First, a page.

• Oracle's 'Gamechanger' Evidence Really Just Evidence Of Oracle Lawyers Failing To Read
    Then on to the main show: Oracle's claim that Google hid the plans to make Android apps work on Chrome OS. Google had revealed to Oracle its "App Runtime for Chrome" (ARC) setup, and it was discussed by Oracle's experts, but at Google I/O, Google revealed new plans for apps to run in Chrome OS that were not using ARC, but rather a brand new setup, which Google internally referred to as ARC++. Oracle argued that Google only revealed to them ARC, but not ARC++ and that was super relevant to the fair use argument, because it showed that Android was replacing more than just the mobile device market for Java. But, here's Oracle's big problem: Google had actually revealed to Oracle the plans for ARC++. It appears that Oracle's lawyers just missed that fact. Ouch.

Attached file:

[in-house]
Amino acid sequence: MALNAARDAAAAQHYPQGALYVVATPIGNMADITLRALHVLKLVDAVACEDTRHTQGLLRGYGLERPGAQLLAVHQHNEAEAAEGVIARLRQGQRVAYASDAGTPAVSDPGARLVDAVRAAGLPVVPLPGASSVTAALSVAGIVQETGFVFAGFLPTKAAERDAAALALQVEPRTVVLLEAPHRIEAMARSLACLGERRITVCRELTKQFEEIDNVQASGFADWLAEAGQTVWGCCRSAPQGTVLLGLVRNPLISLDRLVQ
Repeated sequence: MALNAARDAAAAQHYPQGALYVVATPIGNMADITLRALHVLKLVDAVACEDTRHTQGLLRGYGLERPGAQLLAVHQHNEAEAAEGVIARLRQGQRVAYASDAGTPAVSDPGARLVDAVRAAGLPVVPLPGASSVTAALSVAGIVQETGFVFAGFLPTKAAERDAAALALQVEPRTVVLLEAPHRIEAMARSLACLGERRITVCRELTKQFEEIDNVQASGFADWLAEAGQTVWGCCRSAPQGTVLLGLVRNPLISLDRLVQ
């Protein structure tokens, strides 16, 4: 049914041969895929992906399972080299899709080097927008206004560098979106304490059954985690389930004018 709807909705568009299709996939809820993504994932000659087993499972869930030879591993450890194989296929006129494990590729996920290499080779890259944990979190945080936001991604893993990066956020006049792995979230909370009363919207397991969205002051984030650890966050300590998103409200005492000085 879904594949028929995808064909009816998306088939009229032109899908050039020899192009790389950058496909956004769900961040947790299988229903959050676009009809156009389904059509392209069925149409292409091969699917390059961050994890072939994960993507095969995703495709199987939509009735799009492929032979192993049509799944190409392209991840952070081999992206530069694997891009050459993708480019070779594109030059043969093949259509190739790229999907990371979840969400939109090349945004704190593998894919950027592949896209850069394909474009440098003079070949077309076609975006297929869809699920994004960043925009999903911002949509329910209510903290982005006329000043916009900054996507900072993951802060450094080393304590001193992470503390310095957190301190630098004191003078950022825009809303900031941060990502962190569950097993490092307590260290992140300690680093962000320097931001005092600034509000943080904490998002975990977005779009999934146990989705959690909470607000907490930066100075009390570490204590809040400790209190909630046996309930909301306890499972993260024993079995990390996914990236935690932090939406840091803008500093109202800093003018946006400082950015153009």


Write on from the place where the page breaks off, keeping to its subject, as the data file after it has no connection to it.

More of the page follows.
• Understanding Android's balance between openness and security
    At the 2016 Structure Security conference, Google's Adrian Ludwig talked about the balance between keeping Android as open as possible, while also keeping it secure.
  • Google's Nougat Android update hits the sweet spot: Software 'isn't flashy, but still pretty handy'
    Nougat, Google's latest update of its Android smartphone software, isn't particularly flashy; you might not even notice what's different about it at first. But it offers a number of practical time-saving features, plus a few that could save money — and perhaps even your life. Nougat is starting to appear on phones, including new ones expected from Google next week.
  • How to change the home screen launcher on Android
  • Andromeda: Chrome OS and Android will merge
  • Sale of Kodi 'fully-loaded' streaming boxes faces legal test
  • Android boxes: Middlesbrough man to be first to be prosecuted for selling streaming kits

Endless OS 3.0 is out!